The NFL Players Association is monitoring a little-known "85-percent rule" after two minor trades this week involving rookie players were made even as confusion reigned over the rule's application.
Under the rule, which is only applicable in an uncapped year, any drafted rookie who is cut by his team has 85 percent of the $310,000 first-year minimum salary reallocated to rookies who do make the club.
The rule came under scrutiny when the Redskins and Rams exchanged rookie players in separate transactions earlier this week. The Washington Redskins traded rookie tight end/fullback Dennis Morris to the St. Louis Rams for a future conditional draft pick; the Redskins then acquired rookie linebacker Hall Davis, also for a conditional draft pick.
Davis was cut by the Redskins after he practiced just once, on Tuesday. The Rams are expected to release Morris when they make their final roster cuts this week from 75 to 53.
Davis and Morris each were sixth-round draft choices. Instead of being guaranteed 85 percent of the first-year minimum if they were released by the drafting club, as some team executives believed, the $272,000 savings must be reallocated for each player to rookies on the roster, based on playing time, according to the collective bargaining agreement.
"It's true that we're monitoring it but we wouldn't do anything until the end of the year when we know the proportion that is either paid out or not paid out," Richard Berthelsen of the NFLPA said.
One union source said that even while the amount of money is minimal, the appearance of circumvention or collusion will not go unchecked.
The 85-percent rule has been in the CBA since 1993 but this is the first year it has been triggered because there is no salary cap in 2010.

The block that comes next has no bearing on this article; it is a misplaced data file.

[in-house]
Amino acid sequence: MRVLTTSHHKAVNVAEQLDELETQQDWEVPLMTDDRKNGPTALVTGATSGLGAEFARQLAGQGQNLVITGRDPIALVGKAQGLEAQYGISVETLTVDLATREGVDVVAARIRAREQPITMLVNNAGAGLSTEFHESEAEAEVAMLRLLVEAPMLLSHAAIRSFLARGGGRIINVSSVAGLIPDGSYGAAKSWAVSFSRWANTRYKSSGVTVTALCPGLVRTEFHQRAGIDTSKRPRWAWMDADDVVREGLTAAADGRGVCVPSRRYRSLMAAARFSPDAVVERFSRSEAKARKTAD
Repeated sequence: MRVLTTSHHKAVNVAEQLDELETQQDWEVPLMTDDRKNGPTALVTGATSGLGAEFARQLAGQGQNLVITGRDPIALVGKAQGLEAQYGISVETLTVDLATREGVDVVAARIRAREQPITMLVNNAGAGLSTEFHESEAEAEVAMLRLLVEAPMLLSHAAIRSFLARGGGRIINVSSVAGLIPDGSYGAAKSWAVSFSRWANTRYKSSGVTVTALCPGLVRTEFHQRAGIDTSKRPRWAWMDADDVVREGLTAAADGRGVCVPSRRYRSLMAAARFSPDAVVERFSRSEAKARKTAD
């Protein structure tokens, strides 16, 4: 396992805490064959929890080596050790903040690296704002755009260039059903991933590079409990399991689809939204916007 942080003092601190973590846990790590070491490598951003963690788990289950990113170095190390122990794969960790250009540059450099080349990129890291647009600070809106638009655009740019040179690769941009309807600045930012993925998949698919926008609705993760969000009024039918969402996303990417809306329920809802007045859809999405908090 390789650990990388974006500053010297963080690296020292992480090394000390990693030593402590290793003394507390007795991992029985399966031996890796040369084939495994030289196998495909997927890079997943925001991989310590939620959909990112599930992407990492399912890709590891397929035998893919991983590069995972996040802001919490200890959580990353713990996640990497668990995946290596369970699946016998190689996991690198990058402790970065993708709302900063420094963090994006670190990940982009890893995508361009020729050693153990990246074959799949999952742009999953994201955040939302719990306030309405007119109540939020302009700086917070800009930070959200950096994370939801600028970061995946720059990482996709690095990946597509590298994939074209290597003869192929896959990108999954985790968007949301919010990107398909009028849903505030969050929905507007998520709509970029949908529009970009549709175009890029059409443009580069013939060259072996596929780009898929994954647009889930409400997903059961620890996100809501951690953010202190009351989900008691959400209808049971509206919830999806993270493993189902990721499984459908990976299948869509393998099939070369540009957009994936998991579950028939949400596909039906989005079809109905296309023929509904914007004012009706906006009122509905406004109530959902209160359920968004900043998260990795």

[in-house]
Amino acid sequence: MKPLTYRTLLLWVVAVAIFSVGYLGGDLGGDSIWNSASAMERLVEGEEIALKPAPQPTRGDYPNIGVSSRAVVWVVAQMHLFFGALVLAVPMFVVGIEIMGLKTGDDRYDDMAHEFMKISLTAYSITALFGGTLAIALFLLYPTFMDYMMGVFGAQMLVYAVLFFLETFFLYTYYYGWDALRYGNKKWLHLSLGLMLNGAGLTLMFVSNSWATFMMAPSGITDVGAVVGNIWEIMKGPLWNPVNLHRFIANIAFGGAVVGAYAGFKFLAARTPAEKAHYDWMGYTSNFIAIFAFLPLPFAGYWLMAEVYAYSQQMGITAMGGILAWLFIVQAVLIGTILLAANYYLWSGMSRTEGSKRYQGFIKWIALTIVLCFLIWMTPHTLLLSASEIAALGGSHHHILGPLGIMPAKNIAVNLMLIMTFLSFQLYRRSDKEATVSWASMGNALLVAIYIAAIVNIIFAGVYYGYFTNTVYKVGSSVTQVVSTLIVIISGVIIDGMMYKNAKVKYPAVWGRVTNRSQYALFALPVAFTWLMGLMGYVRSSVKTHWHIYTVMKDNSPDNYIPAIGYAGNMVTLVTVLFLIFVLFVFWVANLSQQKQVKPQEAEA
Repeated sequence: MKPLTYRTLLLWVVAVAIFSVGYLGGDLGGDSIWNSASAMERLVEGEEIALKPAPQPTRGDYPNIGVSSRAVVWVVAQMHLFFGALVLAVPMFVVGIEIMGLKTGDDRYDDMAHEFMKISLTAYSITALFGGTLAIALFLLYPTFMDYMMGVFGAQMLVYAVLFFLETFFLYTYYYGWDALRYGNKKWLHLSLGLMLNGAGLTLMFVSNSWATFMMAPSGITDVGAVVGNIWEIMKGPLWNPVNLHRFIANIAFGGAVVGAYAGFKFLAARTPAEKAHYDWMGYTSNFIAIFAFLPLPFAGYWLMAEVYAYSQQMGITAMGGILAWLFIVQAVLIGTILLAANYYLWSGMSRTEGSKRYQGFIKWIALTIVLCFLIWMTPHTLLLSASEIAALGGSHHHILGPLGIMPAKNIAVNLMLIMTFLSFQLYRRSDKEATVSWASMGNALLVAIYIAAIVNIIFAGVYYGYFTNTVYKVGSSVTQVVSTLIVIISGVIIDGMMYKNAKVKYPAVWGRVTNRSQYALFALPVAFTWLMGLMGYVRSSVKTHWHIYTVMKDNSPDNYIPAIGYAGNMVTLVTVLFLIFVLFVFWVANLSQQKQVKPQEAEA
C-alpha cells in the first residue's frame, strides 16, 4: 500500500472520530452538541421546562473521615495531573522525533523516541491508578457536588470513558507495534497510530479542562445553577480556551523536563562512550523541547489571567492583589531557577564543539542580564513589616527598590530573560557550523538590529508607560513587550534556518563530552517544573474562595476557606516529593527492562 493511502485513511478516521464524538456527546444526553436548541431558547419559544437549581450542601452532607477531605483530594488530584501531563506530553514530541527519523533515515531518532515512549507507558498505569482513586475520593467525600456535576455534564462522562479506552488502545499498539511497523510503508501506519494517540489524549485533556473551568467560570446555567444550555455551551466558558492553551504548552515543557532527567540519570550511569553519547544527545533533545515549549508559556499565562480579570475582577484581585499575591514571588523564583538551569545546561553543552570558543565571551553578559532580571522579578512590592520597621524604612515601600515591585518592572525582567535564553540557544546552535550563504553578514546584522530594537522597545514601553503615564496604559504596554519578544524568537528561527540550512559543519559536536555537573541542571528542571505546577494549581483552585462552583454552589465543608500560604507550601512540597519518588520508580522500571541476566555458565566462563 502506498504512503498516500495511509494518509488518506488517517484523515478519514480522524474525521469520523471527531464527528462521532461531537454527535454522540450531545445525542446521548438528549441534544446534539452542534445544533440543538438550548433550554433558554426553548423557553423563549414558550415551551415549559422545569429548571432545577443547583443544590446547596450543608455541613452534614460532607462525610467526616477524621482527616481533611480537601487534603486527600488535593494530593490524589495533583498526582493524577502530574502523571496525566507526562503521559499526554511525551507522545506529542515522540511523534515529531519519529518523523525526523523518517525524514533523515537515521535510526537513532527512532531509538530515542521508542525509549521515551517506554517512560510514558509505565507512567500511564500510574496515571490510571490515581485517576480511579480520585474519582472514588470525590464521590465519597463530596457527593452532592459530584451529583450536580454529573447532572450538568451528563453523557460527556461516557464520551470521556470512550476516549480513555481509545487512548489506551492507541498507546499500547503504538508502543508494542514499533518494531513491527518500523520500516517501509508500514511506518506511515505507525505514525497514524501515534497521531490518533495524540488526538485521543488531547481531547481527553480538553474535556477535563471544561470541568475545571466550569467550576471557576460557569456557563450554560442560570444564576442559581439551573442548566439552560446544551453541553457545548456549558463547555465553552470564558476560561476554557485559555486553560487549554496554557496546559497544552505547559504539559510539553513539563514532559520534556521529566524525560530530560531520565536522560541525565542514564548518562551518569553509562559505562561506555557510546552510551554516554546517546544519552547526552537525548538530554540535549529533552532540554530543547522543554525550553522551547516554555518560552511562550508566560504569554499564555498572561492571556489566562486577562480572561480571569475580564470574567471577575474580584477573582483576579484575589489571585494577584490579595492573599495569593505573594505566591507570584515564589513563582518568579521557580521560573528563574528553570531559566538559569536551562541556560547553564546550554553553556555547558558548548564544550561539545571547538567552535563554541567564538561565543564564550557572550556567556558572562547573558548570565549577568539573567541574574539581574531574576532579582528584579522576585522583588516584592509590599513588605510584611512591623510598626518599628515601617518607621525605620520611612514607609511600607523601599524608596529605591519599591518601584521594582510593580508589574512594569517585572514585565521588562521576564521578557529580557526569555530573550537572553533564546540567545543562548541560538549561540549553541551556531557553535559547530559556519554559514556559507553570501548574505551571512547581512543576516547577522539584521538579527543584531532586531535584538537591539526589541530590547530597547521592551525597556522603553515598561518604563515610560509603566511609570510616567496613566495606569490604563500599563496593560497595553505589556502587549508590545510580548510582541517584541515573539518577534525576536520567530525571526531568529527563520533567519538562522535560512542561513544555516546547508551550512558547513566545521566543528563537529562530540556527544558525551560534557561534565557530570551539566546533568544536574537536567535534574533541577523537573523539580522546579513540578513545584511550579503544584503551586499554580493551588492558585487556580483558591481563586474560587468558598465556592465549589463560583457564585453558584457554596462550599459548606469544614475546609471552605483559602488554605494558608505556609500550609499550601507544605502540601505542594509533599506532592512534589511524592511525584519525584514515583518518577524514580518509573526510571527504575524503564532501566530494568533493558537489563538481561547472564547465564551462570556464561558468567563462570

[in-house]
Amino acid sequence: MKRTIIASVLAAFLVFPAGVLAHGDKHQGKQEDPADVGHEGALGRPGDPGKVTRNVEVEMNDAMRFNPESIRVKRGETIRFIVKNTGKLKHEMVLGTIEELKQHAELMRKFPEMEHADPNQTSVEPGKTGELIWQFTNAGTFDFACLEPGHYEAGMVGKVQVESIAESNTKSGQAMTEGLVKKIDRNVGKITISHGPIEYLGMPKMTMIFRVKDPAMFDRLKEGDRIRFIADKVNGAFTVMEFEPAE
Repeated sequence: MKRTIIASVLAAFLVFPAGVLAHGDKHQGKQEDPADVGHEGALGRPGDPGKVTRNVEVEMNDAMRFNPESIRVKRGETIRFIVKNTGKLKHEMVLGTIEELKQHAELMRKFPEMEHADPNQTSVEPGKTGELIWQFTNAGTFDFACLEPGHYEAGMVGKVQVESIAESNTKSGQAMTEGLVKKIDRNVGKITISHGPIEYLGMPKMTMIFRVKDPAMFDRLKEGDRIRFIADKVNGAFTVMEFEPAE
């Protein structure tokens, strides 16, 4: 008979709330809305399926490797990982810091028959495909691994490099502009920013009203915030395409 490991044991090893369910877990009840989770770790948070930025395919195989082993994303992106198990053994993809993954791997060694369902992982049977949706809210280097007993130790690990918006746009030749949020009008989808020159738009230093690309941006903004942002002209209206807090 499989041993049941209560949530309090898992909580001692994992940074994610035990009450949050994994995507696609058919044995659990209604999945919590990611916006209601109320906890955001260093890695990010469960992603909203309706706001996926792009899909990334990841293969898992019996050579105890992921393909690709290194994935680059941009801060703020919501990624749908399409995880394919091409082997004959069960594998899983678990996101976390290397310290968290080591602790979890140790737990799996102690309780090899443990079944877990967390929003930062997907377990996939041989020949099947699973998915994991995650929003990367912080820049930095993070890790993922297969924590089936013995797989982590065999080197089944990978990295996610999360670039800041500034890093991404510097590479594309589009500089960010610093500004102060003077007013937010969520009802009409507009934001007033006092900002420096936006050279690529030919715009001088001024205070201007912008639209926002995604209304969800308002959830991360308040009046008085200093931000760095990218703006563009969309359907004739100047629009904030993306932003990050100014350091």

CBA Article XVII, Section 4 states, "In League Years for which no Salary Cap is in effect, 85% of any amount contracted by a team to be paid from the Team's Rookie Allocation to a Rookie, but not actually paid by the Team to that player, either as a rookie, or as a re-signed first-year player or practice squad player, which amount was not paid because that player was released, will be distributed to all rookies on such Team promptly after the end of the season on a pro rata basis based upon the number of downs played."
There are other quirks in the rule that apply to drafted rookies who are cut and re-signed to the practice squad by their original team.
A unique twist is that some of the highest-paid rookies will actually benefit, such as the Rams' top draft pick, Sam Bradford. He would qualify for a proportion of any reallocated money based on playing time, though obviously such a bonus would pale in comparison to Bradford's rookie contract that will pay him $50 million in guaranteed money.
One other rookie trade involving sixth-round draft picks between the Arizona Cardinals and Philadelphia Eagles also fell under scrutiny -- Arizona dealt rookie cornerback Jorrick Calvin for rookie fullback Charles Scott.
The Cardinals did lose fullback Nehemiah Broughton for the season in Saturday night's preseason game.
"Unless there's some hidden provision I don't know about, then these teams may not understand the rule itself but I'm sure they will now," Berthelsen said. "Like I said, that's not something we would be able to verify until after the season."
Chris Mortensen is ESPN's senior NFL analyst.